The People’s Bank of China will welcome the news that China’s foreign exchange reserves dipped for the first time in a decade in the final quarter of 2011.
A more serious problem for China has been the need to cancel out the domestic inflationary effect of the reserve accumulation.
The root cause of the growth in currency reserves has been Beijing’s policy of keeping the renminbi in a managed float against the dollar. The semi-pegged currency obliges the Chinese central bank to buy most of the foreign exchange coming into the country, injecting fresh renminbi into the financial system in return.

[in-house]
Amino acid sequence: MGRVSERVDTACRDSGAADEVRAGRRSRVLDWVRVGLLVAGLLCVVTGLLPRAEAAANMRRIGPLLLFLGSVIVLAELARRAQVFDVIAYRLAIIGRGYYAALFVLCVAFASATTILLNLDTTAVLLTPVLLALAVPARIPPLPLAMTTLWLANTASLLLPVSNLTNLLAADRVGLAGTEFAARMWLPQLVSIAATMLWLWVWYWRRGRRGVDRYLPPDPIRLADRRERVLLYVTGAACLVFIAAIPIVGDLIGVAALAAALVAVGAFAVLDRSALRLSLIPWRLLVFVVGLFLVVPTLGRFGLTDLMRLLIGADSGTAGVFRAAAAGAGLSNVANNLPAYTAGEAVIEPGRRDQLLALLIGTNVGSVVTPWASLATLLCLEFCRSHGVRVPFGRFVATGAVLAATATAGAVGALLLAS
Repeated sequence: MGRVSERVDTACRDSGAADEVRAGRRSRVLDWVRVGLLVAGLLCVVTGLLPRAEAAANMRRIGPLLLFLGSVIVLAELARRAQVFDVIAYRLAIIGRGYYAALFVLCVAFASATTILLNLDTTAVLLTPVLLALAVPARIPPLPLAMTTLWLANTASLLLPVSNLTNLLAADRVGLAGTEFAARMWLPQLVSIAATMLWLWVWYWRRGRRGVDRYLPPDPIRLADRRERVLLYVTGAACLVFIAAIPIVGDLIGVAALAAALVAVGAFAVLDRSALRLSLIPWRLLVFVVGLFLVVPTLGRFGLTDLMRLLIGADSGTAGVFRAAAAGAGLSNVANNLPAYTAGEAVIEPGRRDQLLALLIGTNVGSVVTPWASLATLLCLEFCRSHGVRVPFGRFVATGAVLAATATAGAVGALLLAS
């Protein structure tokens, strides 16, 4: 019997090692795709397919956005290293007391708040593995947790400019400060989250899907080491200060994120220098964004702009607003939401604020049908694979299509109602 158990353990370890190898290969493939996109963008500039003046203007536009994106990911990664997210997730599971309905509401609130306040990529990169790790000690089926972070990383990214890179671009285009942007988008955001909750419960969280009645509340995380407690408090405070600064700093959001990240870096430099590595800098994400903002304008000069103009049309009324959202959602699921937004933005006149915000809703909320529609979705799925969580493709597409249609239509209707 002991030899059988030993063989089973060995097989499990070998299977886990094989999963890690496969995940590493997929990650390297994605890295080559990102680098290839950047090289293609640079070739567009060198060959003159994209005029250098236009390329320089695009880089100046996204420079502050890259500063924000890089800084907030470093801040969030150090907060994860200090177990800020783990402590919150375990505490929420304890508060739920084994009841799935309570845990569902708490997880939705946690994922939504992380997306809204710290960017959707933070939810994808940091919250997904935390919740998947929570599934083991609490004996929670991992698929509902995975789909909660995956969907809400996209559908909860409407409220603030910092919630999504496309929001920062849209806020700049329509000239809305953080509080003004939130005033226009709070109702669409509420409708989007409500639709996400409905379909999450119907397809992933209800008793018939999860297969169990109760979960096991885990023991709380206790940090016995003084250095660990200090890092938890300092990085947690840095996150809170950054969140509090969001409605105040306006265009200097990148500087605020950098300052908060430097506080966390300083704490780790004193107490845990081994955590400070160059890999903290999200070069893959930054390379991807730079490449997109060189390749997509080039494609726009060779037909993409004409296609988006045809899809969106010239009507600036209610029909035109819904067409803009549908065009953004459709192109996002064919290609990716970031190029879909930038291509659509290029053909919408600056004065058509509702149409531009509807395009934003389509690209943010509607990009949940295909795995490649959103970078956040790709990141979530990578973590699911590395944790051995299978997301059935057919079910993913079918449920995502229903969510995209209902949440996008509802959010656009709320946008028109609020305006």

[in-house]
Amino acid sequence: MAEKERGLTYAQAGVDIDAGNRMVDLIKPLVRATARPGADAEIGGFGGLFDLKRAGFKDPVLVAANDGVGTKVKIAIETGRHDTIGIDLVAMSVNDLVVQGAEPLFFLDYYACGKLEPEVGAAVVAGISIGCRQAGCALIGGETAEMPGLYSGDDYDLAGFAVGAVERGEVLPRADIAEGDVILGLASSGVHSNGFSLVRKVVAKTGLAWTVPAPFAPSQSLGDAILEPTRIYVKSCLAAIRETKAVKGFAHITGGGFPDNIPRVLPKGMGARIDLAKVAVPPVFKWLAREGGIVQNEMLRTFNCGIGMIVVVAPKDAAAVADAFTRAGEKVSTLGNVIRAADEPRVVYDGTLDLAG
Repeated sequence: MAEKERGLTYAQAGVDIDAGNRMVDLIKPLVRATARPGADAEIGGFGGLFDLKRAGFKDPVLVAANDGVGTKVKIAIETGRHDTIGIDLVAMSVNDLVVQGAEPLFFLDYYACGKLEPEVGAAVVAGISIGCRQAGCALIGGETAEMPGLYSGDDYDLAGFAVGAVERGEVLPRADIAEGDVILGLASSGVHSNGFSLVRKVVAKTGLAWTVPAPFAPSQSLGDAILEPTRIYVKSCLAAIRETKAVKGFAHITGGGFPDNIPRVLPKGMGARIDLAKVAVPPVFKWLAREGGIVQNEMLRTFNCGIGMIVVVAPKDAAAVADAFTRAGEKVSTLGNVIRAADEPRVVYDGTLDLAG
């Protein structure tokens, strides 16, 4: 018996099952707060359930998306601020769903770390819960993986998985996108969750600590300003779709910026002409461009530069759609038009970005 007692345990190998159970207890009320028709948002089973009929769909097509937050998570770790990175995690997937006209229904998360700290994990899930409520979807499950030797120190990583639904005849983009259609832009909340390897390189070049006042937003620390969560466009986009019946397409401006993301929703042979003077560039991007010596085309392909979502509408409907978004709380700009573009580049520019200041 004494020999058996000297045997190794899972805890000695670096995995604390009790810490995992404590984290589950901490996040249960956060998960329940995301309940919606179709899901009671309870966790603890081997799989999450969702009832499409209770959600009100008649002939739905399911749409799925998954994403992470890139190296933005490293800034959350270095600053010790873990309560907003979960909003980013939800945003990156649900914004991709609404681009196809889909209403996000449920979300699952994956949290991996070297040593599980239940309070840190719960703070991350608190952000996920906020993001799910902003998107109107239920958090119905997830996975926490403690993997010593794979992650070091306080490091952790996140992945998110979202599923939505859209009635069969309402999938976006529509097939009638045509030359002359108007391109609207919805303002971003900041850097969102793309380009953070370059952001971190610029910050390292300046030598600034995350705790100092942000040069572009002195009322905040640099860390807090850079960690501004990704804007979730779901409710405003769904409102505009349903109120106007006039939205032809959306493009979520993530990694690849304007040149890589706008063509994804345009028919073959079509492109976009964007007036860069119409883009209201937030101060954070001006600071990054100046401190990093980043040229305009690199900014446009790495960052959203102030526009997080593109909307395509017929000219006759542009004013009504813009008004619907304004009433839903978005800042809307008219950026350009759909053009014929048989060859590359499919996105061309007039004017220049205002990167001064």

To prevent that newly created money from pushing prices higher, the People’s Bank of China must constantly engage in what are known as “sterilisation operations”. It issues bills to banks or forces them to set aside a portion of their deposits as required reserves to mop up the excess liquidity.
Not only are these “sterilisation operations” burdensome for the central bank, they are also costly. Read more